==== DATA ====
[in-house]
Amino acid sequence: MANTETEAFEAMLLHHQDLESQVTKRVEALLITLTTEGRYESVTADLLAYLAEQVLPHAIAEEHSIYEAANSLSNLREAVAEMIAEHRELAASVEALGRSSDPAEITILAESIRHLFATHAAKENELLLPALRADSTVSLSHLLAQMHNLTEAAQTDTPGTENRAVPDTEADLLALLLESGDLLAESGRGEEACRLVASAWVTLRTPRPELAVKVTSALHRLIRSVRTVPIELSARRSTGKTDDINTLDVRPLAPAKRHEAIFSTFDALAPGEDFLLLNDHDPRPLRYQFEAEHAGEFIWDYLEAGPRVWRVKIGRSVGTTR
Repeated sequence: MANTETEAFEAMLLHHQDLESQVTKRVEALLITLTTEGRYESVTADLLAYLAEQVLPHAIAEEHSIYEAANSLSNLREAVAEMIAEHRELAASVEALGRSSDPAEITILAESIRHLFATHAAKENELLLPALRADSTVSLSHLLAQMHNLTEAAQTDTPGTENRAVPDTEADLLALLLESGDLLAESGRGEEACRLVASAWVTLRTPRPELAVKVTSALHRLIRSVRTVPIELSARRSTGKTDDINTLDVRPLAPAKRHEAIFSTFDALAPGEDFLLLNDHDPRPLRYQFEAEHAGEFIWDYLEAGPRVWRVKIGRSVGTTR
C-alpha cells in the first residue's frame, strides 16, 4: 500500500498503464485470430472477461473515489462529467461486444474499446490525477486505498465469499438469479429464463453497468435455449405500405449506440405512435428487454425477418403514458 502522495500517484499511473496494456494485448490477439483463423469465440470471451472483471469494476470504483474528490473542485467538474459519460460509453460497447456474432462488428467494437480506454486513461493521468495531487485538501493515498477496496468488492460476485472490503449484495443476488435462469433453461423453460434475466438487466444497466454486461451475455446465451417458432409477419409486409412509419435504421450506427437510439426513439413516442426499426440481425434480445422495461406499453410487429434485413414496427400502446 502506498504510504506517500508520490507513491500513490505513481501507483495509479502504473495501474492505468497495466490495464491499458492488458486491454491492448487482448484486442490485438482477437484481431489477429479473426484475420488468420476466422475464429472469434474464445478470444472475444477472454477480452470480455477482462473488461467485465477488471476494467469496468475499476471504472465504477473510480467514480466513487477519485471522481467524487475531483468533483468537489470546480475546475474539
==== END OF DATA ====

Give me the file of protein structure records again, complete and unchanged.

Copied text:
[in-house]
Amino acid sequence: MANTETEAFEAMLLHHQDLESQVTKRVEALLITLTTEGRYESVTADLLAYLAEQVLPHAIAEEHSIYEAANSLSNLREAVAEMIAEHRELAASVEALGRSSDPAEITILAESIRHLFATHAAKENELLLPALRADSTVSLSHLLAQMHNLTEAAQTDTPGTENRAVPDTEADLLALLLESGDLLAESGRGEEACRLVASAWVTLRTPRPELAVKVTSALHRLIRSVRTVPIELSARRSTGKTDDINTLDVRPLAPAKRHEAIFSTFDALAPGEDFLLLNDHDPRPLRYQFEAEHAGEFIWDYLEAGPRVWRVKIGRSVGTTR
Repeated sequence: MANTETEAFEAMLLHHQDLESQVTKRVEALLITLTTEGRYESVTADLLAYLAEQVLPHAIAEEHSIYEAANSLSNLREAVAEMIAEHRELAASVEALGRSSDPAEITILAESIRHLFATHAAKENELLLPALRADSTVSLSHLLAQMHNLTEAAQTDTPGTENRAVPDTEADLLALLLESGDLLAESGRGEEACRLVASAWVTLRTPRPELAVKVTSALHRLIRSVRTVPIELSARRSTGKTDDINTLDVRPLAPAKRHEAIFSTFDALAPGEDFLLLNDHDPRPLRYQFEAEHAGEFIWDYLEAGPRVWRVKIGRSVGTTR
C-alpha cells in the first residue's frame, strides 16, 4: 500500500498503464485470430472477461473515489462529467461486444474499446490525477486505498465469499438469479429464463453497468435455449405500405449506440405512435428487454425477418403514458 502522495500517484499511473496494456494485448490477439483463423469465440470471451472483471469494476470504483474528490473542485467538474459519460460509453460497447456474432462488428467494437480506454486513461493521468495531487485538501493515498477496496468488492460476485472490503449484495443476488435462469433453461423453460434475466438487466444497466454486461451475455446465451417458432409477419409486409412509419435504421450506427437510439426513439413516442426499426440481425434480445422495461406499453410487429434485413414496427400502446 502506498504510504506517500508520490507513491500513490505513481501507483495509479502504473495501474492505468497495466490495464491499458492488458486491454491492448487482448484486442490485438482477437484481431489477429479473426484475420488468420476466422475464429472469434474464445478470444472475444477472454477480452470480455477482462473488461467485465477488471476494467469496468475499476471504472465504477473510480467514480466513487477519485471522481467524487475531483468533483468537489470546480475546475474539